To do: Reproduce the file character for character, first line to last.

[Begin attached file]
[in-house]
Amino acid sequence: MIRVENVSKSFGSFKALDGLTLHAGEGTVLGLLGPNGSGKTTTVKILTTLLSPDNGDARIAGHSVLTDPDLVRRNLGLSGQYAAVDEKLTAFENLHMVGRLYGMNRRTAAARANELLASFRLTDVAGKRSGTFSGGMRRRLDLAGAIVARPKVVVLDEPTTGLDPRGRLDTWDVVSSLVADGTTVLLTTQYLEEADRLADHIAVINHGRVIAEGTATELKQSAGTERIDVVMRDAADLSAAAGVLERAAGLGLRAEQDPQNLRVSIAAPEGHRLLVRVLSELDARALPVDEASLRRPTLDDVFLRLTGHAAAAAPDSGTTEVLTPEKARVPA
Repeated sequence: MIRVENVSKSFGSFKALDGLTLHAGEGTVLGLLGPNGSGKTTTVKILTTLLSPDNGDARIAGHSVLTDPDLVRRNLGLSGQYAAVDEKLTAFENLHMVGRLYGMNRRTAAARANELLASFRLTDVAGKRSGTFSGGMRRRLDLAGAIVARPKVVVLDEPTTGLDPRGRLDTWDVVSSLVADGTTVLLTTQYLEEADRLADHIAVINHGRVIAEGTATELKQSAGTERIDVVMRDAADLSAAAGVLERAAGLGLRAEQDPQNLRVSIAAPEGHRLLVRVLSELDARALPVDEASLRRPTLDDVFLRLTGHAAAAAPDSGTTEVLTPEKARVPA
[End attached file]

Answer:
[in-house]
Amino acid sequence: MIRVENVSKSFGSFKALDGLTLHAGEGTVLGLLGPNGSGKTTTVKILTTLLSPDNGDARIAGHSVLTDPDLVRRNLGLSGQYAAVDEKLTAFENLHMVGRLYGMNRRTAAARANELLASFRLTDVAGKRSGTFSGGMRRRLDLAGAIVARPKVVVLDEPTTGLDPRGRLDTWDVVSSLVADGTTVLLTTQYLEEADRLADHIAVINHGRVIAEGTATELKQSAGTERIDVVMRDAADLSAAAGVLERAAGLGLRAEQDPQNLRVSIAAPEGHRLLVRVLSELDARALPVDEASLRRPTLDDVFLRLTGHAAAAAPDSGTTEVLTPEKARVPA
Repeated sequence: MIRVENVSKSFGSFKALDGLTLHAGEGTVLGLLGPNGSGKTTTVKILTTLLSPDNGDARIAGHSVLTDPDLVRRNLGLSGQYAAVDEKLTAFENLHMVGRLYGMNRRTAAARANELLASFRLTDVAGKRSGTFSGGMRRRLDLAGAIVARPKVVVLDEPTTGLDPRGRLDTWDVVSSLVADGTTVLLTTQYLEEADRLADHIAVINHGRVIAEGTATELKQSAGTERIDVVMRDAADLSAAAGVLERAAGLGLRAEQDPQNLRVSIAAPEGHRLLVRVLSELDARALPVDEASLRRPTLDDVFLRLTGHAAAAAPDSGTTEVLTPEKARVPA